SAO acknowledges receipt of the message and identifies points of contact (POC) for each area to be evaluated (to include names, phone numbers and email addresses).

SAO conducts final coordination with host nation for site clearance for EUM Tiger Team members.

SAO confirms host nation's preparation for the EUM Tiger Team Visit.

9

15 days prior to visit

SAO finalizes itinerary with DSCA/Policy, Plans and Programs Directorate and the host nation.

SAO finalizes requirements for the visit with the host nation to:

  1. Confirm entry information for each site to be visited.

  2. Ensure that affected unit commanders have received the required authorization.

  3. Ensure everyone understands the standards of the evaluation (e.g., 100% serial number inventory with containers open; 5% random open containers with remainder container serial number verification; etc.).

10

Tiger Team Visit

SAO ensures someone is at the airport to assist the EUM Tiger Team participants when requested by the team.

An SAO representative meets with visit participants upon arrival at the hotel and/or duty location, if required.

Each Tiger Team Visit must include the following:

  1. Meeting with EUM Tiger Team members and the U.S. country team.

  2. Meeting with EUM Tiger Team members and the host nation.

  3. Update of Golden Sentry Program by DSCA.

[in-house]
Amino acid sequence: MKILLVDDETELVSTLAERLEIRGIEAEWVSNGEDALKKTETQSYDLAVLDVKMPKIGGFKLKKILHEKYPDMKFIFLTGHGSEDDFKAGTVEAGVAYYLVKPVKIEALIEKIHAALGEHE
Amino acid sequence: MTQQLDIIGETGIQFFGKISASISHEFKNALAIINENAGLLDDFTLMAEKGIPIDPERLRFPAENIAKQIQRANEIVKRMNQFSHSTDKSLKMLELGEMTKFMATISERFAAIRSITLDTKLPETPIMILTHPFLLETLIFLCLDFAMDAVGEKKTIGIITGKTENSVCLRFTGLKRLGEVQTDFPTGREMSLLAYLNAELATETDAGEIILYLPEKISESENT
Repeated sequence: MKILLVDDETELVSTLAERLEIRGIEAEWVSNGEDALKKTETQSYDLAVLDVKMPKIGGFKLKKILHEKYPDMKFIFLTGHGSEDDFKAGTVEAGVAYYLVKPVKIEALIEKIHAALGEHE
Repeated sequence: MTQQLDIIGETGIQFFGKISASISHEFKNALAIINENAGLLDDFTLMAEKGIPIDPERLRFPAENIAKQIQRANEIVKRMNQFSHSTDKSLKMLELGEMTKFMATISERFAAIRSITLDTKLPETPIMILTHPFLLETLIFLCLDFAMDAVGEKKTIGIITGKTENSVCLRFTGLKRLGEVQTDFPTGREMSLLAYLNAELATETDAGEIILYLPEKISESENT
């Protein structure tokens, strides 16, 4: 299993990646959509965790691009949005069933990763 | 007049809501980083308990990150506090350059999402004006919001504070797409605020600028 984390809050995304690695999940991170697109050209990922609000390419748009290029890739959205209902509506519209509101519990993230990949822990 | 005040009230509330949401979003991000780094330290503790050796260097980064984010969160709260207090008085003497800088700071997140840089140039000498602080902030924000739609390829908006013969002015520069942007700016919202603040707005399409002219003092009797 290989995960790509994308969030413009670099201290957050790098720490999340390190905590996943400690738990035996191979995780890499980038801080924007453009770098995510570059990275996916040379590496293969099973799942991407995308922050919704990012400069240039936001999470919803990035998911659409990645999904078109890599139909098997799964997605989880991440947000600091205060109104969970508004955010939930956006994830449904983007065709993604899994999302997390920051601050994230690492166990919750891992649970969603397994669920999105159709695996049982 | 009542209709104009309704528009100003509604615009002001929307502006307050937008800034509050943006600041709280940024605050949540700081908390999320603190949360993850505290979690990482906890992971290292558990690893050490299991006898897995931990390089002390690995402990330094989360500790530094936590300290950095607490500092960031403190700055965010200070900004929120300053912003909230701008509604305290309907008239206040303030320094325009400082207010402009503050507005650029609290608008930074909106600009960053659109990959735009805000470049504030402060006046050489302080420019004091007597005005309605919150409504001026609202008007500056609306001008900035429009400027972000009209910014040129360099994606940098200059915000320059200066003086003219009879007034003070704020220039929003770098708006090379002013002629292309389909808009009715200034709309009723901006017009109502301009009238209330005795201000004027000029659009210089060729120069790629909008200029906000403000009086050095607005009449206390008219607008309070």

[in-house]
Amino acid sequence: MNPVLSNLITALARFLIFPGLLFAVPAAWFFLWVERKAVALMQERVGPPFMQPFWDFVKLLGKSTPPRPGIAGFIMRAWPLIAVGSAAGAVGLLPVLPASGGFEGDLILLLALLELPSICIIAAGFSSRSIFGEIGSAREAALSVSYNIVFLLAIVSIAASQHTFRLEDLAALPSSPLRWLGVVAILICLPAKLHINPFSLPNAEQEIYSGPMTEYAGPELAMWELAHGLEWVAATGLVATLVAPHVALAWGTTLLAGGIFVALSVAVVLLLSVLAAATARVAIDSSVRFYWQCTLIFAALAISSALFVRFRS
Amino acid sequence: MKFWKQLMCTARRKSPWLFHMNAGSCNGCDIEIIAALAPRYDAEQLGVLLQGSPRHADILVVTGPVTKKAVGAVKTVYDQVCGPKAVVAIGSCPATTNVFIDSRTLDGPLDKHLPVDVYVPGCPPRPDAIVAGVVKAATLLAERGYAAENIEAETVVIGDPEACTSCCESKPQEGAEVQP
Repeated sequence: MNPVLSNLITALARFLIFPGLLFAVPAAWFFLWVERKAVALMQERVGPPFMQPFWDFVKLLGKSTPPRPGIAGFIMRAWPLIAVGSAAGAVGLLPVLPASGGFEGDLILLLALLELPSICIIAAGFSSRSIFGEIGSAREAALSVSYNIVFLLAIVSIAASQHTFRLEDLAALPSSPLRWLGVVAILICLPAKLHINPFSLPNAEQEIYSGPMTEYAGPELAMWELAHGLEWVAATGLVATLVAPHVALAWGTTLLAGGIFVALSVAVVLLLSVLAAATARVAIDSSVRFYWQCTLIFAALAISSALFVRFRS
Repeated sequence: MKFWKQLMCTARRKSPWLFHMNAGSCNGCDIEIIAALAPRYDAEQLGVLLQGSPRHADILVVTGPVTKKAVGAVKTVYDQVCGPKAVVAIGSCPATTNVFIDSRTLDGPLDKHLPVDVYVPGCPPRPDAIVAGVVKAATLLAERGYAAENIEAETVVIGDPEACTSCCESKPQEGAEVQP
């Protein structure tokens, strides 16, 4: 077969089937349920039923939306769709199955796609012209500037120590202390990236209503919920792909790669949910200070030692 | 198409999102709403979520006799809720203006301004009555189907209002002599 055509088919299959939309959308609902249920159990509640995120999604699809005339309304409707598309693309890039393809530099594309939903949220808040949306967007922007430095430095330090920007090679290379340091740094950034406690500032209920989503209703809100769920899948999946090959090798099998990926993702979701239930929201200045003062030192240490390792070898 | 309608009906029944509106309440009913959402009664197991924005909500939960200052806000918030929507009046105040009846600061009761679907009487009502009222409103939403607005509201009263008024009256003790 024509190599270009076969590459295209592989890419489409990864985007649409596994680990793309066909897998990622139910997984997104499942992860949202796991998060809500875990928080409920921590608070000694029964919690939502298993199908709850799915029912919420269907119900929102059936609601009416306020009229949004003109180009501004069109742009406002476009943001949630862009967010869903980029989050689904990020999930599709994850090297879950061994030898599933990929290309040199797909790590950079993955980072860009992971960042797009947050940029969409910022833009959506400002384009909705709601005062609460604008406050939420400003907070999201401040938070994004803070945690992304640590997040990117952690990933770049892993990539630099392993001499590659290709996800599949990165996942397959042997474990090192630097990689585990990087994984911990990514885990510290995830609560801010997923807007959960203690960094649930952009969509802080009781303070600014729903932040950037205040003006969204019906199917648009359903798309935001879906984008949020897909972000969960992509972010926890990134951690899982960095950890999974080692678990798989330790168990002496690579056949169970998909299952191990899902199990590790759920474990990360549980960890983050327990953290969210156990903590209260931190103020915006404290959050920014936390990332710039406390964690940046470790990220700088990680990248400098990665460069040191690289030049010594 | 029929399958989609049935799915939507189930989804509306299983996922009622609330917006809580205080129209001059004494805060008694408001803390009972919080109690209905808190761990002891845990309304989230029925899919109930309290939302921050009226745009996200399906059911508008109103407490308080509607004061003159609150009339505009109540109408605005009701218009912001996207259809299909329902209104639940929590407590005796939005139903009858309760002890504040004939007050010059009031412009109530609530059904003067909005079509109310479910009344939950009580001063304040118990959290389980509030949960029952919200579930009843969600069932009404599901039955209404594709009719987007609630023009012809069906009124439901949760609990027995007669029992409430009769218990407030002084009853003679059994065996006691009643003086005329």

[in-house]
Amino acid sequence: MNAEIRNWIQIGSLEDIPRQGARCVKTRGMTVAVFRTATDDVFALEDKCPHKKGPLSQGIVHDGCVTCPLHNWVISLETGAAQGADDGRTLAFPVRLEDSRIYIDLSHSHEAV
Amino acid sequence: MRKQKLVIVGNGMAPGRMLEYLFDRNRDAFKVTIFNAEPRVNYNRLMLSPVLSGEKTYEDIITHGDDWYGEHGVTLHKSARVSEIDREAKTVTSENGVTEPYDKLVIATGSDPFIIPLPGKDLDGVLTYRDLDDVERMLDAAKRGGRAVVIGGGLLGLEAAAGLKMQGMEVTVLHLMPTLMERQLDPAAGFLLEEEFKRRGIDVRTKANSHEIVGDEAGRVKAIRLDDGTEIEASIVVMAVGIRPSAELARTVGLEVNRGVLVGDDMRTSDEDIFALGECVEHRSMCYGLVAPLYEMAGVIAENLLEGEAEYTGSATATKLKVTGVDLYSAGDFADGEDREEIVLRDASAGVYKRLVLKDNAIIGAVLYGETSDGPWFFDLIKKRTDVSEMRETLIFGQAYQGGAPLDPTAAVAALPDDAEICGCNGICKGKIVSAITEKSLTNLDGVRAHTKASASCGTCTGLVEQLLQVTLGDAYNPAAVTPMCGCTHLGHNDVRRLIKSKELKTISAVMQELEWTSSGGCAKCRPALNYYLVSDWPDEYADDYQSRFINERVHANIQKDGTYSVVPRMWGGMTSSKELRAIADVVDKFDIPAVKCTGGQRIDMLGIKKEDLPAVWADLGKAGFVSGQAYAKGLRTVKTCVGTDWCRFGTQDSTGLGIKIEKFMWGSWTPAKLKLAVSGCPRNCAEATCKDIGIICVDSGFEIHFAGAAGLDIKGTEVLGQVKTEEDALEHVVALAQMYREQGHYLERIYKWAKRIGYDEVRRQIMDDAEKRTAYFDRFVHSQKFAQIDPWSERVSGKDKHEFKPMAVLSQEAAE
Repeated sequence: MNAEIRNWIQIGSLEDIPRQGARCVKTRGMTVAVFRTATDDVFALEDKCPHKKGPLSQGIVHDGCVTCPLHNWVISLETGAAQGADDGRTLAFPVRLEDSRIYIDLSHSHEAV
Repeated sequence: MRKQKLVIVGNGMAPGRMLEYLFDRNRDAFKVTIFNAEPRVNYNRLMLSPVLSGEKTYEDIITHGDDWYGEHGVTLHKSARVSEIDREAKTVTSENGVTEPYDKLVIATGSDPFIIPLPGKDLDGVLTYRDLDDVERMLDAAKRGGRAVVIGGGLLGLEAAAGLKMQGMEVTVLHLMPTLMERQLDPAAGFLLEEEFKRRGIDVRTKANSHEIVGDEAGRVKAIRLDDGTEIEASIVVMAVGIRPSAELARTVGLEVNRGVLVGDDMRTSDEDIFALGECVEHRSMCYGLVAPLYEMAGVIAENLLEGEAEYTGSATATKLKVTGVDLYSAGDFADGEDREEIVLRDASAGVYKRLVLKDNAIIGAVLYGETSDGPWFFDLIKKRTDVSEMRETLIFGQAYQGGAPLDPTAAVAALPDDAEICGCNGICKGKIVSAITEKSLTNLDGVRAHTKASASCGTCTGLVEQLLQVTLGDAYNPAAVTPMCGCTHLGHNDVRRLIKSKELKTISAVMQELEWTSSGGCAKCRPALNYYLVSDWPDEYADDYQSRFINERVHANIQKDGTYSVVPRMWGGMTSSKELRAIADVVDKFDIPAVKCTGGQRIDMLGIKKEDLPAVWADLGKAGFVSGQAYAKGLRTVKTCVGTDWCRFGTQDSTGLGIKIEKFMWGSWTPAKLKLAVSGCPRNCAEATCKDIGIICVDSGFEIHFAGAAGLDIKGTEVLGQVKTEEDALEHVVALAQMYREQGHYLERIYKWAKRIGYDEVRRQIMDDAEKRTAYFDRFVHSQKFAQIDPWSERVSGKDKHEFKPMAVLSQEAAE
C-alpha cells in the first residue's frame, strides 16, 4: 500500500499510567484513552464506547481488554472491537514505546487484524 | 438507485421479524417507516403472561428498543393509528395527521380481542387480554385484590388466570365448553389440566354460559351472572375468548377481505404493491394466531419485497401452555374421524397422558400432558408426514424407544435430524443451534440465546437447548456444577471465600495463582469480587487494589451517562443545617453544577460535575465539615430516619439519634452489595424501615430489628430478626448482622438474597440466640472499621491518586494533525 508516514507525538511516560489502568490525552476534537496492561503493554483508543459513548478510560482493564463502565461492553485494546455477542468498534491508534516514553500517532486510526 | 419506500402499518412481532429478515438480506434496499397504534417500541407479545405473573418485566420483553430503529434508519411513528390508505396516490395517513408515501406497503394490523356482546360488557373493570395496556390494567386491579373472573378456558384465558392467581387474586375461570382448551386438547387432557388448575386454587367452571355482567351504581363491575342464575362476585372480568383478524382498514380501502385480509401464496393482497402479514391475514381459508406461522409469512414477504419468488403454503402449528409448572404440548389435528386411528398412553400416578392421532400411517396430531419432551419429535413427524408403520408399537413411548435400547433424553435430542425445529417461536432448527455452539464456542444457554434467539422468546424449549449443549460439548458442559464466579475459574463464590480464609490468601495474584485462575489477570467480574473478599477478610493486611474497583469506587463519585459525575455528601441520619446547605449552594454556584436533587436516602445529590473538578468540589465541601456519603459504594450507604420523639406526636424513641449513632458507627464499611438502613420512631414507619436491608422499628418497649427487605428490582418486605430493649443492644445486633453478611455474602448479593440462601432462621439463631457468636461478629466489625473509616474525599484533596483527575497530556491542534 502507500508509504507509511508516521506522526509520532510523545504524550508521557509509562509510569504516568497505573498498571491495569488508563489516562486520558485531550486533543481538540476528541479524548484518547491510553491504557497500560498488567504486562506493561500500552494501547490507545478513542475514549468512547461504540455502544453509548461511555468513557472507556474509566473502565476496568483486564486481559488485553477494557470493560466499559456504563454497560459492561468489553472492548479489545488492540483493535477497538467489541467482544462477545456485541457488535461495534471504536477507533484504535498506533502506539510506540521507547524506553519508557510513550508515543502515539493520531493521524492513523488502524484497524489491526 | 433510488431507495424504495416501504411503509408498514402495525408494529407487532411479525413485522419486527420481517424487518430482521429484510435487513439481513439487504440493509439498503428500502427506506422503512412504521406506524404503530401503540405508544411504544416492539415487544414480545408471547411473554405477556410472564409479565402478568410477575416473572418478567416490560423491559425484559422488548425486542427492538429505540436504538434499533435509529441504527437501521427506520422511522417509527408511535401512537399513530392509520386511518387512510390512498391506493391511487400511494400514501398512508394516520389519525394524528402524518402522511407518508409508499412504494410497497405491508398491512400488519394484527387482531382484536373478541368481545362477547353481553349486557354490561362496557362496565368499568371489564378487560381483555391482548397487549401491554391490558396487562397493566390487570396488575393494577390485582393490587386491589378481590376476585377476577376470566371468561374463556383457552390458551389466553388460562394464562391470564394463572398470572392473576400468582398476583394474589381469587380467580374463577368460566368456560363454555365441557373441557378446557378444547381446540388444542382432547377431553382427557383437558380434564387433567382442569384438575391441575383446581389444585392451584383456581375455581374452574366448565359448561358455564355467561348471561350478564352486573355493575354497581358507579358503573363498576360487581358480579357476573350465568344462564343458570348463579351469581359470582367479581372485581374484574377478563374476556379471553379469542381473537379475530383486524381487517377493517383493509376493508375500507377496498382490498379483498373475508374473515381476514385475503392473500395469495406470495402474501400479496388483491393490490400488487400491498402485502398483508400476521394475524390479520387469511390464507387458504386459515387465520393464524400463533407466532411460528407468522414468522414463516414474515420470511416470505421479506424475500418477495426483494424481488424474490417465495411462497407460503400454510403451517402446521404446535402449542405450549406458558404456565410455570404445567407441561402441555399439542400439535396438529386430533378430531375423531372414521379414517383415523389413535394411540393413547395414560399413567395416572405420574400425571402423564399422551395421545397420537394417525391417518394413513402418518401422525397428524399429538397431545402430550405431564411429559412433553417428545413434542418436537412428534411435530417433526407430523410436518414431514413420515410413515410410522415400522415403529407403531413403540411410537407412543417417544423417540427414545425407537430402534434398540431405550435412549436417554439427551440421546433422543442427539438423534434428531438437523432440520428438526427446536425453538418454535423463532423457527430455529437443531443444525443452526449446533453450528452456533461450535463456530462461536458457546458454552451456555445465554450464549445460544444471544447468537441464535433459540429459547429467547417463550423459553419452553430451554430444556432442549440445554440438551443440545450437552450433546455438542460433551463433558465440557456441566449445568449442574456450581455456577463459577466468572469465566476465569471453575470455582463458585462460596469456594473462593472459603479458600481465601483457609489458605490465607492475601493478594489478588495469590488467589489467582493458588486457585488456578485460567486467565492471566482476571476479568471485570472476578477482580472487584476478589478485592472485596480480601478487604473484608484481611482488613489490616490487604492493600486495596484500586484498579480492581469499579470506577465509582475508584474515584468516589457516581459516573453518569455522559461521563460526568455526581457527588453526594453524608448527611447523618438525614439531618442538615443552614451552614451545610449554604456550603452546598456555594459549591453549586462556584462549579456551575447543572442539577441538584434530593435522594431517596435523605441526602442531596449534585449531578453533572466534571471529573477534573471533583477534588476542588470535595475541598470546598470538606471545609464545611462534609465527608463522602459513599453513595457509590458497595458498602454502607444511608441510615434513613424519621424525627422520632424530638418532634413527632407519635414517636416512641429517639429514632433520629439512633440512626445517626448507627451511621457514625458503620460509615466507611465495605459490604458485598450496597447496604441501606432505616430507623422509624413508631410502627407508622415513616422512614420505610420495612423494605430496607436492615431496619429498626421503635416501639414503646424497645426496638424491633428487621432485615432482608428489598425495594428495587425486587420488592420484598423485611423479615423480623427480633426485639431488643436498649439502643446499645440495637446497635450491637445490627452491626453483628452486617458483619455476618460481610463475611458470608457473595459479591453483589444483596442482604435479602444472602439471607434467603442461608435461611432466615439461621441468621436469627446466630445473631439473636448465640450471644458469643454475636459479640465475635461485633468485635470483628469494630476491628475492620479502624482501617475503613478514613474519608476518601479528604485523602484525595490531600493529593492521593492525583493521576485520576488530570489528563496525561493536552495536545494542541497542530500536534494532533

4. Evaluate SAO and host nation's current compliance with EUM requirements.

  5. Review the records for the specific items identified in the Announcement message (Event #6).

  6. Conduct site visits to evaluate facility physical security and accountability procedures for the locations identified in the Announcement message (Event #6)

  7. Out-briefings for US country team and host nation. Preliminary observations and findings will be discussed.

If the EUM Tiger Team is unable to complete the visit for any reason, see Event #11.

If during the Tiger Team Visit evidence of a possible AECA Section 3 or FAA Section 505 violation is uncovered, see Event #12.

If the EUM Tiger Team Visit does not uncover any evidence of an AECA Section 3 or FAA Section 505 violation and is able to be completed, see Event #13.

11

Immediately upon identification of problems

The DSCA EUM Tiger Team lead notifies the SAO and country-team with details about why they are unable to successfully complete the visit.

The DSCA EUM Tiger Team lead notifies the Director, Policy, Plans, and Programs Directorate with details about the problem precluding a successful visit, and SAO/country team response.

The Policy, Plans and Programs Director, in coordination with the appropriate Regional Director, will determine appropriate course of action and notify the EUM Tiger Team lead during the visit.

After return to CONUS, the EUM Tiger Team lead will work with the Regional Directorate to develop a follow-up course of action as required.